This is where the fun begins! Once you get a “yes” from your buyer, it’s time to hit the ground running.
These 8th & Walton classes will walk you through all the things you need to do between acceptance and getting your items set up with Walmart.
Tips for Selling to Walmart
1. Align With Walmart’s Key Initiatives
Walmart is focused on several key initiatives right now: investing in American jobs, supporting women and minority-owned businesses, and reducing emissions. These key initiatives are important to Walmart because their customers care.
If your business aligns with any of these initiatives, you may have a leg up getting your product into Walmart. Your company’s story is part of your total value offer to Walmart.
2. Establish Your Business on Other Platforms
For businesses that don’t naturally align with one of those initiatives, it’s a good idea to “prove” your product in other retailers and e-commerce platforms before approaching Walmart.
While there are no minimum required sales figures or years of experience, Walmart doesn’t want to be 100% of your business. They want to know that you can stand on your own.
3. Apply During Walmart’s Open Call
Once a year, Walmart hosts the Made in USA Open Call, where current and potential vendors who manufacture in the U.S. have a chance to meet one on one with a Walmart Buyer. This is a huge opportunity to tell your story to a decision-maker — cutting straight through the standard application process.
Understand Walmart Merchant Roles
Either directly or indirectly, there are 8 key roles within Walmart that suppliers will work with. With so many roles and responsibilities, working with Walmart can get confusing fast, so it’s important to understand who does what.
- Buyer: central to every function. While the other merchant roles do not report to the Buyer, they do look to this person for leadership, strategy, and critical decision-making.
- Planner: works with the Buyer to create and manage budgets. They are also responsible for hitting category financial targets.
- Replenishment Manager: works with the Buyer to implement merchandise strategy from a supply chain and inventory perspective.
- Modular Development: responsible for mapping out the placement of products on the shelf.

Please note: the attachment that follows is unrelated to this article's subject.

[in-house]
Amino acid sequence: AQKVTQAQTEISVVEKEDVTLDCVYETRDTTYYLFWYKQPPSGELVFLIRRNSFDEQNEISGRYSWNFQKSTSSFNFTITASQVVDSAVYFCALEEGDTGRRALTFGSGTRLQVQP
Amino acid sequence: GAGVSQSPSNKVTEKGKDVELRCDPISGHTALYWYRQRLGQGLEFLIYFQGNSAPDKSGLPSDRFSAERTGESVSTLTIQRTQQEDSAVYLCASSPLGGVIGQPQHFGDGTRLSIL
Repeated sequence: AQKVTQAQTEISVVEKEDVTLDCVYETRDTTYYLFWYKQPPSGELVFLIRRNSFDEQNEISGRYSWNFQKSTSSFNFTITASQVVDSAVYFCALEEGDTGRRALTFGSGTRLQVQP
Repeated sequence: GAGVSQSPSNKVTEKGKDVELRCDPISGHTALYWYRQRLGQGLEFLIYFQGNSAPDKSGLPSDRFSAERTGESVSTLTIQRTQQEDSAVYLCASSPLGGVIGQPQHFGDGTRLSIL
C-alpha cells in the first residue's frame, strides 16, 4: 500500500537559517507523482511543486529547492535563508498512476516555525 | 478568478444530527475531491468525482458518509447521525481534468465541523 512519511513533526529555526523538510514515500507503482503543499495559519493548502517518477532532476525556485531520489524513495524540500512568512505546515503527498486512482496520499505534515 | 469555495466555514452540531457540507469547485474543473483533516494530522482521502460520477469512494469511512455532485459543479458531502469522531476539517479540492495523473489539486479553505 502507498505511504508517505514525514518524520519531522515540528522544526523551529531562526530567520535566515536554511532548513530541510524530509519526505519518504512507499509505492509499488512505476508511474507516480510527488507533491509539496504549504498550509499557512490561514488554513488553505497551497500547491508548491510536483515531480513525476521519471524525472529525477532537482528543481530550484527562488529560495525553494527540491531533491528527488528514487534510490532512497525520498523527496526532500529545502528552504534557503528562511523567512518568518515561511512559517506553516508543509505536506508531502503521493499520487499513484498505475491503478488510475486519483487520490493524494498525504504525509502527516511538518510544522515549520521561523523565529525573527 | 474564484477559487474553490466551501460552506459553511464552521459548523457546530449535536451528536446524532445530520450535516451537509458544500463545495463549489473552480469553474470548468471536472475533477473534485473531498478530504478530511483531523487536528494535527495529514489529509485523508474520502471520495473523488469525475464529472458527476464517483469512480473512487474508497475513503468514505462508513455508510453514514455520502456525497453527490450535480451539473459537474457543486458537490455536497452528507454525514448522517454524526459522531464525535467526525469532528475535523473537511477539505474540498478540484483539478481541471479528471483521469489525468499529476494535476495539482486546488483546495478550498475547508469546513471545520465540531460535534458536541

- Pricing: determines price points and margins on assortment to position Walmart as the EDLP leader, as well as delivering category financial targets.
- Marketing: promotes merchandise through all available channels.
- Sourcing & Product Development: partners with the core team to leverage supplier relationships and assortment.
- Merchandise Execution: acts as a liaison between Merchandising and Operations to optimize planning, communication, and implementation of programs.
New Supplier FAQ
What is Retail Link®?
Retail Link is the system that Walmart and its supplier partners use to access and share important information like sales, inventory, etc.
Who should be my Retail Link® administrator?
This person can manage the supplier’s company profile with Walmart and is responsible for accepting terms and conditions. So this should be someone on your team who you trust.
What browser should I use to log in to GSM?
We recommend Google Chrome. You can also use Apple Safari, Internet Explorer (version 11), and Microsoft Edge.
What is the difference between “New” and “Existing” suppliers?
Existing suppliers already have a 6-digit supplier number with Walmart Stores, Walmart.com, or Sam’s Club. New suppliers do not.
Ready to Begin Your Walmart Journey?
After establishing what kind of supplier you are, what you can bring to the Walmart buying team, and doing a little paperwork, you’re well on your way. Being a Walmart supplier isn’t right for every business, but if your items are a good match with Walmart’s customer base, partnering with them will be extremely rewarding.